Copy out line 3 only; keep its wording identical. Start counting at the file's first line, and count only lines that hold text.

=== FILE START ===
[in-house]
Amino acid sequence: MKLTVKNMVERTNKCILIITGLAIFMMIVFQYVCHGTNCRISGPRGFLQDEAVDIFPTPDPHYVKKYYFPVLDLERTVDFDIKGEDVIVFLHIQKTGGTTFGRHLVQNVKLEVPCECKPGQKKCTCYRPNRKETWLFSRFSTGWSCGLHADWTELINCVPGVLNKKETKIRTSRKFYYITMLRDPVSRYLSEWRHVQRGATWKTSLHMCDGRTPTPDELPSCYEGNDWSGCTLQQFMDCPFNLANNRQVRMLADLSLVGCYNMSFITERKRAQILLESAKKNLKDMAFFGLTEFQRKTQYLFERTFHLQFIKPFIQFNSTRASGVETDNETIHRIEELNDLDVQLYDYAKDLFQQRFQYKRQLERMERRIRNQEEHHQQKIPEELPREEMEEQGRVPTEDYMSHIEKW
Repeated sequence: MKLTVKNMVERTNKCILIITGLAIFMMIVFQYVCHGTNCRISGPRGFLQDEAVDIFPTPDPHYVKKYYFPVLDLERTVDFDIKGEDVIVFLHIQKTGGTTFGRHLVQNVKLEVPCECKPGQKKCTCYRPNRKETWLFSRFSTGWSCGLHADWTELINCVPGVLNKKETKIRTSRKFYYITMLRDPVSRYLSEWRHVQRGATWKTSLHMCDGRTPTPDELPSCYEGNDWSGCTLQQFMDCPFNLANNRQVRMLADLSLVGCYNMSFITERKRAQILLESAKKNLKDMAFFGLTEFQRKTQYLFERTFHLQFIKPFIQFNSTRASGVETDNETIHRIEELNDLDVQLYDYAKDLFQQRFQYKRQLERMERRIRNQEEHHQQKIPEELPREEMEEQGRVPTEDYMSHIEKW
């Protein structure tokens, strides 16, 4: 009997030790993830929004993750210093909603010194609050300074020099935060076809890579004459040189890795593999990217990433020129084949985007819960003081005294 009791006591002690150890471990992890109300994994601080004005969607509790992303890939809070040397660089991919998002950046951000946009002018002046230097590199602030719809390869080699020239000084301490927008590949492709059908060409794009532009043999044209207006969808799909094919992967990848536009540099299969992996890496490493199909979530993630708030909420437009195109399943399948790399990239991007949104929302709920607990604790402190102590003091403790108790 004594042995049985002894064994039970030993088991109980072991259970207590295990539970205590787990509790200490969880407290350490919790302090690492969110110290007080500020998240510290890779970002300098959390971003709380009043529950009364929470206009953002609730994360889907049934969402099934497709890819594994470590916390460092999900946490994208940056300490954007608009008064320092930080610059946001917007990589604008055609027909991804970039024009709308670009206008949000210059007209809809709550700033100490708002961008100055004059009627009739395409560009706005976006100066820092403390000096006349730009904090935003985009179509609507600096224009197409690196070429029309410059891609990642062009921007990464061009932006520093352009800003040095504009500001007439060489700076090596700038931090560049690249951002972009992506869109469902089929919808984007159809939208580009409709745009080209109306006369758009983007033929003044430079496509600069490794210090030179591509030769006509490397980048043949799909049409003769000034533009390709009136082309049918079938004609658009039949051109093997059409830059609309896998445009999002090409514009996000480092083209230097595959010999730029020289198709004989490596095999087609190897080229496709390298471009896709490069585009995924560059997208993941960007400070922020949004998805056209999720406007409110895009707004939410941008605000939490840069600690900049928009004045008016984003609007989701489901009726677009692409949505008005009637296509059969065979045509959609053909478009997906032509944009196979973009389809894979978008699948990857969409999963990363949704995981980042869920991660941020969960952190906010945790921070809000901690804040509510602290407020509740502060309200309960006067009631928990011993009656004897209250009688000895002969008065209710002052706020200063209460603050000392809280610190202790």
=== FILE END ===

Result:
Repeated sequence: MKLTVKNMVERTNKCILIITGLAIFMMIVFQYVCHGTNCRISGPRGFLQDEAVDIFPTPDPHYVKKYYFPVLDLERTVDFDIKGEDVIVFLHIQKTGGTTFGRHLVQNVKLEVPCECKPGQKKCTCYRPNRKETWLFSRFSTGWSCGLHADWTELINCVPGVLNKKETKIRTSRKFYYITMLRDPVSRYLSEWRHVQRGATWKTSLHMCDGRTPTPDELPSCYEGNDWSGCTLQQFMDCPFNLANNRQVRMLADLSLVGCYNMSFITERKRAQILLESAKKNLKDMAFFGLTEFQRKTQYLFERTFHLQFIKPFIQFNSTRASGVETDNETIHRIEELNDLDVQLYDYAKDLFQQRFQYKRQLERMERRIRNQEEHHQQKIPEELPREEMEEQGRVPTEDYMSHIEKW